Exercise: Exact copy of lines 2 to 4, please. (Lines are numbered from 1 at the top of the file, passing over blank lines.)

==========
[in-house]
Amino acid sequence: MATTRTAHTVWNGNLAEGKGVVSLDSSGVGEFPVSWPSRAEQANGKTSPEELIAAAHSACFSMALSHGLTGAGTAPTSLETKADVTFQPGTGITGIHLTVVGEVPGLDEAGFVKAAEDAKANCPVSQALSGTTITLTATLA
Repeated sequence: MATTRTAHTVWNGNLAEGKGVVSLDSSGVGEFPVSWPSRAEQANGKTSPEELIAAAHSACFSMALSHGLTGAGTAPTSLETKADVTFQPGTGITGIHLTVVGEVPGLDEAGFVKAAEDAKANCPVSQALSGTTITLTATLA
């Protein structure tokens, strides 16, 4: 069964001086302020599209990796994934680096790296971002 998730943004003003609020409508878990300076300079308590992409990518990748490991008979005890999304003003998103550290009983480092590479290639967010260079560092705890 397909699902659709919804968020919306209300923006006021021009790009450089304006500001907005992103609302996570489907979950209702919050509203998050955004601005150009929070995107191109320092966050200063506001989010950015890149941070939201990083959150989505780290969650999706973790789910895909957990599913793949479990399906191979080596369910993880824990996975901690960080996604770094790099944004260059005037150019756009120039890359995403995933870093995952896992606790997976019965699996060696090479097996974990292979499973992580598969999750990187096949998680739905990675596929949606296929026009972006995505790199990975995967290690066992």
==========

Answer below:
Amino acid sequence: MATTRTAHTVWNGNLAEGKGVVSLDSSGVGEFPVSWPSRAEQANGKTSPEELIAAAHSACFSMALSHGLTGAGTAPTSLETKADVTFQPGTGITGIHLTVVGEVPGLDEAGFVKAAEDAKANCPVSQALSGTTITLTATLA
Repeated sequence: MATTRTAHTVWNGNLAEGKGVVSLDSSGVGEFPVSWPSRAEQANGKTSPEELIAAAHSACFSMALSHGLTGAGTAPTSLETKADVTFQPGTGITGIHLTVVGEVPGLDEAGFVKAAEDAKANCPVSQALSGTTITLTATLA
């Protein structure tokens, strides 16, 4: 069964001086302020599209990796994934680096790296971002 998730943004003003609020409508878990300076300079308590992409990518990748490991008979005890999304003003998103550290009983480092590479290639967010260079560092705890 397909699902659709919804968020919306209300923006006021021009790009450089304006500001907005992103609302996570489907979950209702919050509203998050955004601005150009929070995107191109320092966050200063506001989010950015890149941070939201990083959150989505780290969650999706973790789910895909957990599913793949479990399906191979080596369910993880824990996975901690960080996604770094790099944004260059005037150019756009120039890359995403995933870093995952896992606790997976019965699996060696090479097996974990292979499973992580598969999750990187096949998680739905990675596929949606296929026009972006995505790199990975995967290690066992």